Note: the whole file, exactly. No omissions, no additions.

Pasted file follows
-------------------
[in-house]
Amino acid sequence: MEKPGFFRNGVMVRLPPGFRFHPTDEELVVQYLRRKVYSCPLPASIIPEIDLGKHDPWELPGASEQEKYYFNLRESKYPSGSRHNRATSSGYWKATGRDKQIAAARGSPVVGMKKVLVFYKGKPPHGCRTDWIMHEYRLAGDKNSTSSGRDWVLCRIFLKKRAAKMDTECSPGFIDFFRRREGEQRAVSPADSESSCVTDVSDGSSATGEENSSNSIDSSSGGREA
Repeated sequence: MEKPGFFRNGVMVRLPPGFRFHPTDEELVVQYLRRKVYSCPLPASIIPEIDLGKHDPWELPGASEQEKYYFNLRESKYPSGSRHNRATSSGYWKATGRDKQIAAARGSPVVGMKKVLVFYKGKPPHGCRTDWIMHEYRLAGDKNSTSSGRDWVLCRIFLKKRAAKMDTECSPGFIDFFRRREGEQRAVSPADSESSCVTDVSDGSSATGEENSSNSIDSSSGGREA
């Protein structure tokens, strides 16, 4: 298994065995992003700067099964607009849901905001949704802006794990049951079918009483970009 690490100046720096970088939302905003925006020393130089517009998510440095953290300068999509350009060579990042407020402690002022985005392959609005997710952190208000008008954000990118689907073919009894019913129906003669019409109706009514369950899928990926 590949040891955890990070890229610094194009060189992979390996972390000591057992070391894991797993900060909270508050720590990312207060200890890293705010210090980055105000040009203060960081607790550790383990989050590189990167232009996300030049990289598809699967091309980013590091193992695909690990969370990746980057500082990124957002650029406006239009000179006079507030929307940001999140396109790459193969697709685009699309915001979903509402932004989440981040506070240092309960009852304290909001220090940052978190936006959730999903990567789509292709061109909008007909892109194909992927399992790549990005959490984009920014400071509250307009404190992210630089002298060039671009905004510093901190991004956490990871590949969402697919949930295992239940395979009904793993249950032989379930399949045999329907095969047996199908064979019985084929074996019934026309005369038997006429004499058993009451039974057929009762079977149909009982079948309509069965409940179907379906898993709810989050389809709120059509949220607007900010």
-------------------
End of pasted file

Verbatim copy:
[in-house]
Amino acid sequence: MEKPGFFRNGVMVRLPPGFRFHPTDEELVVQYLRRKVYSCPLPASIIPEIDLGKHDPWELPGASEQEKYYFNLRESKYPSGSRHNRATSSGYWKATGRDKQIAAARGSPVVGMKKVLVFYKGKPPHGCRTDWIMHEYRLAGDKNSTSSGRDWVLCRIFLKKRAAKMDTECSPGFIDFFRRREGEQRAVSPADSESSCVTDVSDGSSATGEENSSNSIDSSSGGREA
Repeated sequence: MEKPGFFRNGVMVRLPPGFRFHPTDEELVVQYLRRKVYSCPLPASIIPEIDLGKHDPWELPGASEQEKYYFNLRESKYPSGSRHNRATSSGYWKATGRDKQIAAARGSPVVGMKKVLVFYKGKPPHGCRTDWIMHEYRLAGDKNSTSSGRDWVLCRIFLKKRAAKMDTECSPGFIDFFRRREGEQRAVSPADSESSCVTDVSDGSSATGEENSSNSIDSSSGGREA
């Protein structure tokens, strides 16, 4: 298994065995992003700067099964607009849901905001949704802006794990049951079918009483970009 690490100046720096970088939302905003925006020393130089517009998510440095953290300068999509350009060579990042407020402690002022985005392959609005997710952190208000008008954000990118689907073919009894019913129906003669019409109706009514369950899928990926 590949040891955890990070890229610094194009060189992979390996972390000591057992070391894991797993900060909270508050720590990312207060200890890293705010210090980055105000040009203060960081607790550790383990989050590189990167232009996300030049990289598809699967091309980013590091193992695909690990969370990746980057500082990124957002650029406006239009000179006079507030929307940001999140396109790459193969697709685009699309915001979903509402932004989440981040506070240092309960009852304290909001220090940052978190936006959730999903990567789509292709061109909008007909892109194909992927399992790549990005959490984009920014400071509250307009404190992210630089002298060039671009905004510093901190991004956490990871590949969402697919949930295992239940395979009904793993249950032989379930399949045999329907095969047996199908064979019985084929074996019934026309005369038997006429004499058993009451039974057929009762079977149909009982079948309509069965409940179907379906898993709810989050389809709120059509949220607007900010």